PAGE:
The result is 4, since there are four cells in B5:B15 that contain five characters.

### SUMPRODUCT with LEN

One way to solve this problem is to use the SUMPRODUCT function with the LEN function. In the example shown, the formula in E6 is: Working from the inside out, the LEN function is used to get the length of each value in the range like this: Since the range B5:B15 contains 11 cells, LEN returns 11 results in an array like this: Each number in the array is the length of a cell in B5:B15. This array is then compared to cell E4, which contains the number 5. The result is a new array containing 11 TRUE and FALSE values. To summarize: Each TRUE value corresponds to a cell in B5:B15 that contains 5 characters. Next, a double-negative (–) is used to convert the TRUE and FALSE values to 1s and 0s, and the resulting array is delivered directly to the SUMPRODUCT function: SUMPRODUCT returns the sum of the array, 4, as a final result. If a new number is entered in cell E4, the formula will recalculate and return a new result.

### COUNTIF function

Another way to solve this problem is with the COUNTIF function and the question mark (?) wildcard. COUNTIF supports three wildcards that can be used in the criteria argument: question mark (?), asterisk(*), or tilde (~). A question mark (?) matches any one character and an asterisk (*) matches zero or more characters of any kind. In this example, we can use the question mark (?) wildcard to count cells that contain 5 characters like this:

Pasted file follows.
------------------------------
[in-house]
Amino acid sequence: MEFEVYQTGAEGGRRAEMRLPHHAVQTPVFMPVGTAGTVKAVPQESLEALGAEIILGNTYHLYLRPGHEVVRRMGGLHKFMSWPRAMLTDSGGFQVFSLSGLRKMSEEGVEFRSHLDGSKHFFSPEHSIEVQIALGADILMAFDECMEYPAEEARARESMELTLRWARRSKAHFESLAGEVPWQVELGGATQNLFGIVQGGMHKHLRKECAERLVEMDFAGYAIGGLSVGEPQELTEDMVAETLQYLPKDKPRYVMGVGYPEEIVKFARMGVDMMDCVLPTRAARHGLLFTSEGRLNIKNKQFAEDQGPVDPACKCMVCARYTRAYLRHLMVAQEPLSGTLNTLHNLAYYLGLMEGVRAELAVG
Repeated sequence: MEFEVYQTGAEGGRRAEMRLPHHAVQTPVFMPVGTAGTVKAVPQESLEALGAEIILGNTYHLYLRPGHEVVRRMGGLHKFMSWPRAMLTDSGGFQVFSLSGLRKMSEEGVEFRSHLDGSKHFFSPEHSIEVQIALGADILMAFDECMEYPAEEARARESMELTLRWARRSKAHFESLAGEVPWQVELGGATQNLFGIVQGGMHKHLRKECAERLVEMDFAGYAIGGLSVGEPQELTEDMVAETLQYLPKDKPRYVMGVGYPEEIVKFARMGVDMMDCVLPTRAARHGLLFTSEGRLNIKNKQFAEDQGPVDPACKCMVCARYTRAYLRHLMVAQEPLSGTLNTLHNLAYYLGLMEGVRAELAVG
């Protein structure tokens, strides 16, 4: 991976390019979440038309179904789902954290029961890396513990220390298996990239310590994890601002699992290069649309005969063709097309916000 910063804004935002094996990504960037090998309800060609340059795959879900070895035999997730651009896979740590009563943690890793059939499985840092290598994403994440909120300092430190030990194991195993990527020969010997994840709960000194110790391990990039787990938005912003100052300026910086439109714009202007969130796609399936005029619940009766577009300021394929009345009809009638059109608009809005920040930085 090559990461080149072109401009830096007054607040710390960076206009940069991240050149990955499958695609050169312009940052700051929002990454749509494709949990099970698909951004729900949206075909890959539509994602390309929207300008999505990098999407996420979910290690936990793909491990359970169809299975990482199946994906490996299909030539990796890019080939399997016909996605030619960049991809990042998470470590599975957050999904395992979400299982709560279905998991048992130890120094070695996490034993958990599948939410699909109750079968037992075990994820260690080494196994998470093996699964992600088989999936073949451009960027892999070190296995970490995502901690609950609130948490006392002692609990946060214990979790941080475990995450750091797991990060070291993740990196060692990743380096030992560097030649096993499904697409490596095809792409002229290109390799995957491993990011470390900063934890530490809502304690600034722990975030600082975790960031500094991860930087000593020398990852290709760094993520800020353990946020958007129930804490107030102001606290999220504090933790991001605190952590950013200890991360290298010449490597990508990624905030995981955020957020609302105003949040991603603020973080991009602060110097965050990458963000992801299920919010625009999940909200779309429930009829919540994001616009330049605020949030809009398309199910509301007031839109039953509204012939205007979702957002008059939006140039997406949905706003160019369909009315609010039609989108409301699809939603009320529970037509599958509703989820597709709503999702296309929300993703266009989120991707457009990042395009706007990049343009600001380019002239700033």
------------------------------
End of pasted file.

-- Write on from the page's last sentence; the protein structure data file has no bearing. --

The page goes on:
The “?” symbol is a wildcard in Excel that means “match any single character”, so this pattern will count cells that contain five characters. To adapt the formula above to use n from cell E4, we can add the REPT function like this:
The REPT function repeats the “?” five times inside COUNTIF, so the result is the same.
Note: One difference in the COUNTIF formula is that COUNTIF with “?” as a wildcard will only count characters in text values — cells that contain numeric values will not be counted. The SUMPRODUCT + LEN formula on the other hand will count characters of any kind, including numbers.

### Dave Bruns

Hi - I’m Dave Bruns, and I run Exceljet with my wife, Lisa. Our goal is to help you work faster in Excel. We create short videos, and clear examples of formulas, functions, pivot tables, conditional formatting, and charts.